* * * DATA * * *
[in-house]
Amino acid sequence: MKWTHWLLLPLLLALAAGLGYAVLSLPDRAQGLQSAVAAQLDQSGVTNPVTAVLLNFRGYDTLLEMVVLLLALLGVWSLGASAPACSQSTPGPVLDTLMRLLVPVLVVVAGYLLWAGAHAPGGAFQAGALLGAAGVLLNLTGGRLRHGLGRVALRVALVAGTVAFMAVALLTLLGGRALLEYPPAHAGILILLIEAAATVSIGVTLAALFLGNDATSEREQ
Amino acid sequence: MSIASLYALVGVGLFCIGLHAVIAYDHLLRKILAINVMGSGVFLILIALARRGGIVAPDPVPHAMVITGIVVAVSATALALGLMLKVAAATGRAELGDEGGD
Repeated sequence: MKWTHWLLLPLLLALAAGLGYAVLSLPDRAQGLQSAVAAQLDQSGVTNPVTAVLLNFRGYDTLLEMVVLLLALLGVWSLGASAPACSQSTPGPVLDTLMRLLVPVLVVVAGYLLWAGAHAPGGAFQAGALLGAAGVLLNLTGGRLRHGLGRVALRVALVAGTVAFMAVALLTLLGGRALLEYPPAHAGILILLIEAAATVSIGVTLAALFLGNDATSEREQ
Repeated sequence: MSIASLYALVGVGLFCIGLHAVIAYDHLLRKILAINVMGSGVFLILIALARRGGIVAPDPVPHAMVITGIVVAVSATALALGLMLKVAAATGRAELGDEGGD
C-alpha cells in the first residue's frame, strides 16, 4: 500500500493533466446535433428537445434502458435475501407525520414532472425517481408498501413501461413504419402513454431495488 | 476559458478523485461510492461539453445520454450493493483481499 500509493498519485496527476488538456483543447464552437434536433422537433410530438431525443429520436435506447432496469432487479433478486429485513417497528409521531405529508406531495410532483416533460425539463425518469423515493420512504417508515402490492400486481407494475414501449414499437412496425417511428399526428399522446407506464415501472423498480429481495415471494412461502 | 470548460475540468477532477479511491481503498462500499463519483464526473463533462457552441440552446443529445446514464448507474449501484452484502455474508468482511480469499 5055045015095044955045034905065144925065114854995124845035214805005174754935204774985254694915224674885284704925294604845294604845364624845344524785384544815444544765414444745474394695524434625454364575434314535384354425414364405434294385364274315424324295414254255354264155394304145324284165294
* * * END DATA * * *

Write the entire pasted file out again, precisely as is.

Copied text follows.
[in-house]
Amino acid sequence: MKWTHWLLLPLLLALAAGLGYAVLSLPDRAQGLQSAVAAQLDQSGVTNPVTAVLLNFRGYDTLLEMVVLLLALLGVWSLGASAPACSQSTPGPVLDTLMRLLVPVLVVVAGYLLWAGAHAPGGAFQAGALLGAAGVLLNLTGGRLRHGLGRVALRVALVAGTVAFMAVALLTLLGGRALLEYPPAHAGILILLIEAAATVSIGVTLAALFLGNDATSEREQ
Amino acid sequence: MSIASLYALVGVGLFCIGLHAVIAYDHLLRKILAINVMGSGVFLILIALARRGGIVAPDPVPHAMVITGIVVAVSATALALGLMLKVAAATGRAELGDEGGD
Repeated sequence: MKWTHWLLLPLLLALAAGLGYAVLSLPDRAQGLQSAVAAQLDQSGVTNPVTAVLLNFRGYDTLLEMVVLLLALLGVWSLGASAPACSQSTPGPVLDTLMRLLVPVLVVVAGYLLWAGAHAPGGAFQAGALLGAAGVLLNLTGGRLRHGLGRVALRVALVAGTVAFMAVALLTLLGGRALLEYPPAHAGILILLIEAAATVSIGVTLAALFLGNDATSEREQ
Repeated sequence: MSIASLYALVGVGLFCIGLHAVIAYDHLLRKILAINVMGSGVFLILIALARRGGIVAPDPVPHAMVITGIVVAVSATALALGLMLKVAAATGRAELGDEGGD
C-alpha cells in the first residue's frame, strides 16, 4: 500500500493533466446535433428537445434502458435475501407525520414532472425517481408498501413501461413504419402513454431495488 | 476559458478523485461510492461539453445520454450493493483481499 500509493498519485496527476488538456483543447464552437434536433422537433410530438431525443429520436435506447432496469432487479433478486429485513417497528409521531405529508406531495410532483416533460425539463425518469423515493420512504417508515402490492400486481407494475414501449414499437412496425417511428399526428399522446407506464415501472423498480429481495415471494412461502 | 470548460475540468477532477479511491481503498462500499463519483464526473463533462457552441440552446443529445446514464448507474449501484452484502455474508468482511480469499 5055045015095044955045034905065144925065114854995124845035214805005174754935204774985254694915224674885284704925294604845294604845364624845344524785384544815444544765414444745474394695524434625454364575434314535384354425414364405434294385364274315424324295414254255354264155394304145324284165294